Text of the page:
Also included in OneCore UAP is Universal Windows Platform (UWP). An extension of the WinRT API used in Windows 8, it allows developers to create universal apps that are CPU architecture agnostic and can run on multiple devices, seamlessly adapting their user interface and input methods to the hardware they’re running on. With UWP, the architecutre independence is achieved by having pre-compiled versions for each platform available from the Store, which will then download and install the correct version for the individual device. The major change with today's announcement over Windows RT and UWP is that x86 apps will be available to run on ARM, along with support for all of the peripherals that are already supported with Windows 10. This alone is a huge change from Windows RT, which would only work with a small subset of peripherals.
    Microsoft is also focusing on having these devices always connected through cellular, which is something that is not available for many PCs at the moment. Support will be available for eSIM to avoid having to find room in a cramped design to accomodate a physical SIM, and Microsoft is going so far as to call these cellular PCs meaning they are expecting broad support for this class of computer, rather than the handful available now with cellular connectivity.
    The ability to run x86 apps on ARM will come through emulation, and to demonstrate the performance Microsoft has released a video of an ARM PC running Photoshop.
    Windows 10’s ability to scale and adapt to essentially any hardware platform is a remarkable feat of engineering, and it’s what makes today’s joint announcement with Qualcomm possible. The first devices with Snapdragon SoCs running the full Windows 10 experience should be available in the second half of 2017.
    It will be interesting to see what shape these devices take and which companies produce them. Some new lower-cost, full-featured Windows 10 tablets would be a welcome addition, and Qualcomm has its eyes on the low-powered server market too with its Centriq product family. A Windows 10 smartphone with a Snapdragon SoC is also likely, but with Windows Phone 8 holding less than 1% global market share, according to Gartner, Microsoft is essentially starting from scratch. Will the benefits of universal apps be enough to lure software developers and users of other Windows products away from Android and iOS? Can Windows 10 reestablish Microsoft as a major player in the smartphone market, or is the hole it has dug over the past decade too deep?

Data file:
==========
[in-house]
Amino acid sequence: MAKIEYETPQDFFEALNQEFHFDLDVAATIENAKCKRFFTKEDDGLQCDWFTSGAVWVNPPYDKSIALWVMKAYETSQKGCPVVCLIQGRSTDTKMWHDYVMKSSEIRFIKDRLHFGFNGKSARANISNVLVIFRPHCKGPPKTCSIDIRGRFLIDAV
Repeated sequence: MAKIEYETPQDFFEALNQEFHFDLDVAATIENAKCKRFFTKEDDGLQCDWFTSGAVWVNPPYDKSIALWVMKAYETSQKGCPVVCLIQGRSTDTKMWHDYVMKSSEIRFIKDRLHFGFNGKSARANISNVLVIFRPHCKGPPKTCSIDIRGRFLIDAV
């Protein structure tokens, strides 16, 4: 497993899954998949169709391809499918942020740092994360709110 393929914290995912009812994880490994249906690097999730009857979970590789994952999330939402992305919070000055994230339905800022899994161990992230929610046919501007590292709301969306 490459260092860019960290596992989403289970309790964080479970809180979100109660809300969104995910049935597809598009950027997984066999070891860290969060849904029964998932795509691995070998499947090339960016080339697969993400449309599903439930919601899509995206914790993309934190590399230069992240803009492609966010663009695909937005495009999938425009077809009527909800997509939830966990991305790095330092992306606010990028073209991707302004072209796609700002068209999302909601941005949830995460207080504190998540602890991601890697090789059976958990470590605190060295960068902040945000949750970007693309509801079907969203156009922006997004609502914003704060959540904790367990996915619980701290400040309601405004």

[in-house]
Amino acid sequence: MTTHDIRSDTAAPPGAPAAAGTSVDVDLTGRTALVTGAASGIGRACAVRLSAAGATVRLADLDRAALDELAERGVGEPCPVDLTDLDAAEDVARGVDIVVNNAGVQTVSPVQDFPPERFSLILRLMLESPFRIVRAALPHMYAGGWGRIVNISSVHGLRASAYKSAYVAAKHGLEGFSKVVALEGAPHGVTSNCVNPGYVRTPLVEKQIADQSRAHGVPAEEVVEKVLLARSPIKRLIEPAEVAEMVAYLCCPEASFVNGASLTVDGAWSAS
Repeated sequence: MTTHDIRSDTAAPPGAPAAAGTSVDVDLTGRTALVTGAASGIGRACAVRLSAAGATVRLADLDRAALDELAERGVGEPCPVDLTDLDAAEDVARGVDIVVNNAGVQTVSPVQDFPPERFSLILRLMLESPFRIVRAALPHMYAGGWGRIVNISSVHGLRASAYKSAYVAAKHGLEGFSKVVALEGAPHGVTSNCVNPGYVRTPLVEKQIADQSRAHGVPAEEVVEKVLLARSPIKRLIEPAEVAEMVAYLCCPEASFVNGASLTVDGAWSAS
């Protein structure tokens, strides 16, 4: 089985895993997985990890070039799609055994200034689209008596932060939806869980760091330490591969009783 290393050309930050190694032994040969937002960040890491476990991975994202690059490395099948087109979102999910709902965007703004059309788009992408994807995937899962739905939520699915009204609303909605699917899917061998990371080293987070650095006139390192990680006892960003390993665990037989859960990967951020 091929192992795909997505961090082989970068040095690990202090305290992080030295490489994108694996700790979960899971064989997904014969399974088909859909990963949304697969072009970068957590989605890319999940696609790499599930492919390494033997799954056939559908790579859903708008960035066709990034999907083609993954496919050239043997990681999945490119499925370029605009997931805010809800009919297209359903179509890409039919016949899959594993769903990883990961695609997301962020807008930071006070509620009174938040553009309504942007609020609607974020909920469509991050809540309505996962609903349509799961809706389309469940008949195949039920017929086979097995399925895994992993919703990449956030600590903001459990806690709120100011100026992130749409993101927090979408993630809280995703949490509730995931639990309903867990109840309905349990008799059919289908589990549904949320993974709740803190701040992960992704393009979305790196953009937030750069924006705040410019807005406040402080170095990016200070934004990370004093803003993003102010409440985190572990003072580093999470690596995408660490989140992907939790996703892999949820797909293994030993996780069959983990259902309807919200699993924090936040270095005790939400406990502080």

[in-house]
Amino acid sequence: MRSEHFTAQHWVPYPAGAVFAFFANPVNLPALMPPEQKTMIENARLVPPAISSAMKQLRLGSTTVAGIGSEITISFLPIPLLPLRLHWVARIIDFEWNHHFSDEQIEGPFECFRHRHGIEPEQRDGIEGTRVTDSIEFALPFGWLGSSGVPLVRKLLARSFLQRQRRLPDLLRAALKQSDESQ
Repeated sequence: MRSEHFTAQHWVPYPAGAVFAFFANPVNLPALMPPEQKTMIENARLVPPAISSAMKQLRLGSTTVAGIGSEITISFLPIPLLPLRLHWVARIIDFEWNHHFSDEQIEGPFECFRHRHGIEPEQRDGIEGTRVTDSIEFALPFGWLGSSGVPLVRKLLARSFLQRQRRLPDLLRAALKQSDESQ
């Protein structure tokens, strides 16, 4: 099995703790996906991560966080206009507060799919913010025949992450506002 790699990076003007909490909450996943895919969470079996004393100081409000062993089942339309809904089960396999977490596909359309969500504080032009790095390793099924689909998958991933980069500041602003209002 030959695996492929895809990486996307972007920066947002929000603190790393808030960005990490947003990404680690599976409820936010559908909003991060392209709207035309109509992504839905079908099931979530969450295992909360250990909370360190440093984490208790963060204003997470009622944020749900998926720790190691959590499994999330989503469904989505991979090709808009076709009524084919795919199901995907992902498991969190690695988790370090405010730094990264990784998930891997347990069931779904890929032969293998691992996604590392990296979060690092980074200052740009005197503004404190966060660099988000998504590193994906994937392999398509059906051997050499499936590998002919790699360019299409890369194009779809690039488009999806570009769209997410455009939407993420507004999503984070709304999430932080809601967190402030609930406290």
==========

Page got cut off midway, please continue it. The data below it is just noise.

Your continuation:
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    #6516

    Anandtech: AMD Delivers Crimson ReLive Drivers: Yearly Feature Update for Radeon Game

    This time last year we saw the launch of Radeon Crimson. This was AMD’s big attempt to state that a yearly cadence for software features was a good thing, and helped streamline the process for the number of initiatives that AMD participates in when it comes to GPUs. This year the update is called ‘Crimson ReLive’, and features a number of updates such as integrating the professional aspect of Radeon Pro into the cadence, a push towards VR features, and additional elements to gamers/streamers and even screen recording for professional software.

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    #6517

    Anandtech: Gigabyte Expands Xtreme Gaming Lineup with XC700W and XC300W Chassis

    GIGABYTE this month quietly introduced two PC chassis that belong to the flagship Xtreme Gaming family of products. Both computer cases can boast a distinctive design as well as organized internal airflows, cable management, customizable RGB lighting that can be controlled using software, transparent full side panel windows, detachable dust filters and other elements typical of a high-end chassis. The XC700W and the XC300W are aimed at slightly different classes of PCs.
    The GIGABYTE Xtreme Gaming XC700W: Big

    The flagship of the Xtreme Gaming chassis lineup is the XC700W that GIGABYTE positions for high-end desktops. Following the latest industry trends, this PC case does not support any 5.25” devices and thus will not be able to house even a mobile ODD. The total amount of hard drives or SSDs that the XC700W can house is six (three 2.5” and three 3.5”), which is lower than the amount of SATA connectors on advanced motherboards, but which should be enough for gamers if they use top-of-the-range drives.
    GIGABYTE Xtreme Gaming XC700W
    Motherboard Size ATX, Micro-ATX, Mini-ITX
    Drive Bays External None
    Internal 3 × 3.5" (with 3.5" to 2.5" frame)
    3 × 2.5" (behind MB)
    Cooling Front None
    Rear 1 × 140 mm (included)
    Top 3 × 120 mm or 2 × 140 mm
    HDD/Side None
    Bottom None
    Radiator Support Front None
    Rear 140 mm
    Top Depends on installed cooling systems
    Side -
    Bottom -
    Expansion Slots 8
    I/O Port 2 × USB 3.0, 2 × USB 2.0, 1 × Headphone, 1 × Mic